News Headlines

News Headlines
Health care news from around the state and nation

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Medicaid, CHIP could gain 18 million more enrollees if all states expanded programs, study says
Modern Healthcare

While a new report estimates millions of people could be added to Medicaid and the Children’s Health Insurance Program if all states expanded these programs as allowed under the Patient Protection and Affordable Care Act, a number of states have refused to expand their programs or cut their existing programs, leaving thousands of their residents without coverage. The study conducted by the Kaiser Foundation and the Urban Institute estimated 18 million people could be added to the programs, and that the rate of uninsured in each state would fall below 15% if the ACA’s Medicaid were fully implemented in all states.

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California Measure to Lift Restrictions on Advanced Nurses Stalls In Assembly
capital public radio

The Assembly Committee on Business, Professions and Consumer Protection voted down the measure, but the bill’s author says he wants it reconsidered. Democratic State Senator Ed Hernandez says lifting restrictions on nurses would help meet a new demand for primary care under the Affordable Care Act, especially in areas without enough doctors.

“Nurse practitioners understand when it is appropriate to refer, just like an optometrist, just like a dentist, just like a general practicing physician,” said Hernandez.

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CMS Overpaid Hospitals $38.2M for Short-Stay Claims
Health Leaders Media

Payments to hospitals were made when elective surgeries failed to take place and inpatient claims did not meet Medicare’s admission requirements, says a report from the Office of Inspector General. Over a two-year period, the Centers for Medicare & Medicaid Services paid an estimated $38.2 million to hospitals for unnecessary short-stay inpatient claims related to canceled elective surgery procedures.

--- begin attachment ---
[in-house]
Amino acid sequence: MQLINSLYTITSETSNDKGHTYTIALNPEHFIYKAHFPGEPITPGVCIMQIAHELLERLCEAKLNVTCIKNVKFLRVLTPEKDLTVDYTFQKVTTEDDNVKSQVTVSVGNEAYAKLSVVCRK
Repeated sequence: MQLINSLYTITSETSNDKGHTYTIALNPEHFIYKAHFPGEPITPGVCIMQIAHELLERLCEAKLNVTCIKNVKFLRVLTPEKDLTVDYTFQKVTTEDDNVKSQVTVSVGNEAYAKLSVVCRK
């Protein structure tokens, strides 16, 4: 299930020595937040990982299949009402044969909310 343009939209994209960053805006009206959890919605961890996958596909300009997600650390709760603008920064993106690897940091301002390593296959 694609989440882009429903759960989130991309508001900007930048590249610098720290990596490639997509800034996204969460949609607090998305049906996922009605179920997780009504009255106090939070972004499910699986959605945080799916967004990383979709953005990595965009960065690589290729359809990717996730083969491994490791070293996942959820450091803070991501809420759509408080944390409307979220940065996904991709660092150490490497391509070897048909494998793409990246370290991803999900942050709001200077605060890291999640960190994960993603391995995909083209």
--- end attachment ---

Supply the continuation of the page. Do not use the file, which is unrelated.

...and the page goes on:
According to a report issued Tuesday by the Office of Inspector General in the Department of Health and Human Services, no clinical conditions existed to justify the admissions. So when the elective surgery failed to take place for one reason or another, the inpatient claim did not meet Medicare’s requirement that the admission be reasonable and necessary.

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The Growing Popularity of Having Surgery Overseas
New York Times

As health care costs in the United States rise, an increasing number of Americans are going overseas for elective procedures, or are at least considering that possibility. In response to an article in The New York Times on Sunday about an American who went to Belgium to have his hip replaced because his insurer in the United States would not cover the procedure, hundreds of readers said they would be willing to follow that path. Michael Shopenn’s surgery in 2007 would have cost close to $100,000 in the United States.

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Childhood obesity sees decline in 19 states
San Francisco Chronicle

After decades on the rise, obesity rates declined slightly among low-income preschoolers in California and 18 other states and U.S. territories between 2008 and 2011, according to a report released Tuesday by the Centers for Disease Control and Prevention. The percentage of low-income obese children ages 2 to 4 dipped from 17.3 percent to 16.8 percent in the state.

That percentage was still well above the 12 percent of preschoolers considered obese nationally. The study is only the latest to signify that California is making some progress in its efforts to combat childhood obesity, though that progress is certainly slow.

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Senators build ‘grassroots army’ to pressure McConnell on ObamaCare
The Hill

Senate conservatives are increasing pressure on Republican Leader Mitch McConnell (Ky.) to use the threat of a government shutdown to defund ObamaCare. Sens. Ted Cruz (R-Texas) and Marco Rubio (R-Fla.) are spearheading the effort to build a “grassroots army” to influence GOP leadership after entreaties to their colleagues fell short. So far, only 13 Senate Republicans have signed onto a plan to block any stopgap spending measure funding the government beyond Sept. 30 unless it cuts funding for the healthcare law.